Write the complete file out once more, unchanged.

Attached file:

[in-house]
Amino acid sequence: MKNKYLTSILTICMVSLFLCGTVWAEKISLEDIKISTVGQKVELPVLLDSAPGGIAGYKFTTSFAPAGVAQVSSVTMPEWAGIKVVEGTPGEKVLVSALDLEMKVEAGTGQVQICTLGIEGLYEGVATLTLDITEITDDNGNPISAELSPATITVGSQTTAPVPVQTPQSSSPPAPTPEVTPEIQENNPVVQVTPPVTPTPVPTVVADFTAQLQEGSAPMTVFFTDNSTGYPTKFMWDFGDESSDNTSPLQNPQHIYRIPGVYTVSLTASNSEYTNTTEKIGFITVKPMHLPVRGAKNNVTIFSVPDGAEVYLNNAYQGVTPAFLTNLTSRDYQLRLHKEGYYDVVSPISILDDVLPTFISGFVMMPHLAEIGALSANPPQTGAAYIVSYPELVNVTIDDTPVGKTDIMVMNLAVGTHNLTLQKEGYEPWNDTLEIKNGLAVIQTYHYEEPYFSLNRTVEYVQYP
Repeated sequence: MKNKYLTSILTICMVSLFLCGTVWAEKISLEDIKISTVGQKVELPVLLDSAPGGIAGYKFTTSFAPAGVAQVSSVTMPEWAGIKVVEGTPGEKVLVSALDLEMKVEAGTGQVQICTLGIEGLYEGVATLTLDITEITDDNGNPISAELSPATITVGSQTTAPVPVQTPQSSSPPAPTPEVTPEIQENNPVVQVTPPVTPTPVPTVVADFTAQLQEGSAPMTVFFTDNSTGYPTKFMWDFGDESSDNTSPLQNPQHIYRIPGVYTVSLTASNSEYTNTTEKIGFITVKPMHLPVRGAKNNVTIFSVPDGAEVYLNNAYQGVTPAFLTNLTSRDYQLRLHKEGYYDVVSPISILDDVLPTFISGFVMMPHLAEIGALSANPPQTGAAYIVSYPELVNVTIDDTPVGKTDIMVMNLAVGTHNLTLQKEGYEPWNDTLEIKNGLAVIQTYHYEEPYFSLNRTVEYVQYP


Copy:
[in-house]
Amino acid sequence: MKNKYLTSILTICMVSLFLCGTVWAEKISLEDIKISTVGQKVELPVLLDSAPGGIAGYKFTTSFAPAGVAQVSSVTMPEWAGIKVVEGTPGEKVLVSALDLEMKVEAGTGQVQICTLGIEGLYEGVATLTLDITEITDDNGNPISAELSPATITVGSQTTAPVPVQTPQSSSPPAPTPEVTPEIQENNPVVQVTPPVTPTPVPTVVADFTAQLQEGSAPMTVFFTDNSTGYPTKFMWDFGDESSDNTSPLQNPQHIYRIPGVYTVSLTASNSEYTNTTEKIGFITVKPMHLPVRGAKNNVTIFSVPDGAEVYLNNAYQGVTPAFLTNLTSRDYQLRLHKEGYYDVVSPISILDDVLPTFISGFVMMPHLAEIGALSANPPQTGAAYIVSYPELVNVTIDDTPVGKTDIMVMNLAVGTHNLTLQKEGYEPWNDTLEIKNGLAVIQTYHYEEPYFSLNRTVEYVQYP
Repeated sequence: MKNKYLTSILTICMVSLFLCGTVWAEKISLEDIKISTVGQKVELPVLLDSAPGGIAGYKFTTSFAPAGVAQVSSVTMPEWAGIKVVEGTPGEKVLVSALDLEMKVEAGTGQVQICTLGIEGLYEGVATLTLDITEITDDNGNPISAELSPATITVGSQTTAPVPVQTPQSSSPPAPTPEVTPEIQENNPVVQVTPPVTPTPVPTVVADFTAQLQEGSAPMTVFFTDNSTGYPTKFMWDFGDESSDNTSPLQNPQHIYRIPGVYTVSLTASNSEYTNTTEKIGFITVKPMHLPVRGAKNNVTIFSVPDGAEVYLNNAYQGVTPAFLTNLTSRDYQLRLHKEGYYDVVSPISILDDVLPTFISGFVMMPHLAEIGALSANPPQTGAAYIVSYPELVNVTIDDTPVGKTDIMVMNLAVGTHNLTLQKEGYEPWNDTLEIKNGLAVIQTYHYEEPYFSLNRTVEYVQYP